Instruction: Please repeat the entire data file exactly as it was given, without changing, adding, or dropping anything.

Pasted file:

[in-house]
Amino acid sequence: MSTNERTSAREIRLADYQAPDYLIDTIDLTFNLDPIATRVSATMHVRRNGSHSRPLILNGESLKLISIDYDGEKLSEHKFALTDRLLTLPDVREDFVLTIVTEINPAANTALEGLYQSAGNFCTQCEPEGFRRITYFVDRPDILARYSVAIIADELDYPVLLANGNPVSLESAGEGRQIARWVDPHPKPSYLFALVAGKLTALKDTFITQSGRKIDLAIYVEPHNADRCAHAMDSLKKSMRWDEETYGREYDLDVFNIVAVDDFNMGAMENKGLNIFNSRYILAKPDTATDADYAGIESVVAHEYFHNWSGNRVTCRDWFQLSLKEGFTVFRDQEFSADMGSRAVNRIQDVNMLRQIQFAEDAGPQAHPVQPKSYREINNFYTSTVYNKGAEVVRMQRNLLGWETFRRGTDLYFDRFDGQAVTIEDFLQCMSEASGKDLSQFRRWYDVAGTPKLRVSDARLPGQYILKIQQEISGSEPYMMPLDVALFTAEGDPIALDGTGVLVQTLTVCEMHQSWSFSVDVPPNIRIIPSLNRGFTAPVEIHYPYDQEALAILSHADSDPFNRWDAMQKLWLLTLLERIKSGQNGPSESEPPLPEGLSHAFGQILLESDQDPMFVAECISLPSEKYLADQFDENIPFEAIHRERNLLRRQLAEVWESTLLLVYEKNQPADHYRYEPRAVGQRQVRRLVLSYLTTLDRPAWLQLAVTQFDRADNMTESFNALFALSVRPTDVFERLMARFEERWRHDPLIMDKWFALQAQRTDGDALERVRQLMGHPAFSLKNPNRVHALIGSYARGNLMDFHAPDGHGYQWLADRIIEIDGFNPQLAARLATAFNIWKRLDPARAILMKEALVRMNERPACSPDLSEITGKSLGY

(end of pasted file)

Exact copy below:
[in-house]
Amino acid sequence: MSTNERTSAREIRLADYQAPDYLIDTIDLTFNLDPIATRVSATMHVRRNGSHSRPLILNGESLKLISIDYDGEKLSEHKFALTDRLLTLPDVREDFVLTIVTEINPAANTALEGLYQSAGNFCTQCEPEGFRRITYFVDRPDILARYSVAIIADELDYPVLLANGNPVSLESAGEGRQIARWVDPHPKPSYLFALVAGKLTALKDTFITQSGRKIDLAIYVEPHNADRCAHAMDSLKKSMRWDEETYGREYDLDVFNIVAVDDFNMGAMENKGLNIFNSRYILAKPDTATDADYAGIESVVAHEYFHNWSGNRVTCRDWFQLSLKEGFTVFRDQEFSADMGSRAVNRIQDVNMLRQIQFAEDAGPQAHPVQPKSYREINNFYTSTVYNKGAEVVRMQRNLLGWETFRRGTDLYFDRFDGQAVTIEDFLQCMSEASGKDLSQFRRWYDVAGTPKLRVSDARLPGQYILKIQQEISGSEPYMMPLDVALFTAEGDPIALDGTGVLVQTLTVCEMHQSWSFSVDVPPNIRIIPSLNRGFTAPVEIHYPYDQEALAILSHADSDPFNRWDAMQKLWLLTLLERIKSGQNGPSESEPPLPEGLSHAFGQILLESDQDPMFVAECISLPSEKYLADQFDENIPFEAIHRERNLLRRQLAEVWESTLLLVYEKNQPADHYRYEPRAVGQRQVRRLVLSYLTTLDRPAWLQLAVTQFDRADNMTESFNALFALSVRPTDVFERLMARFEERWRHDPLIMDKWFALQAQRTDGDALERVRQLMGHPAFSLKNPNRVHALIGSYARGNLMDFHAPDGHGYQWLADRIIEIDGFNPQLAARLATAFNIWKRLDPARAILMKEALVRMNERPACSPDLSEITGKSLGY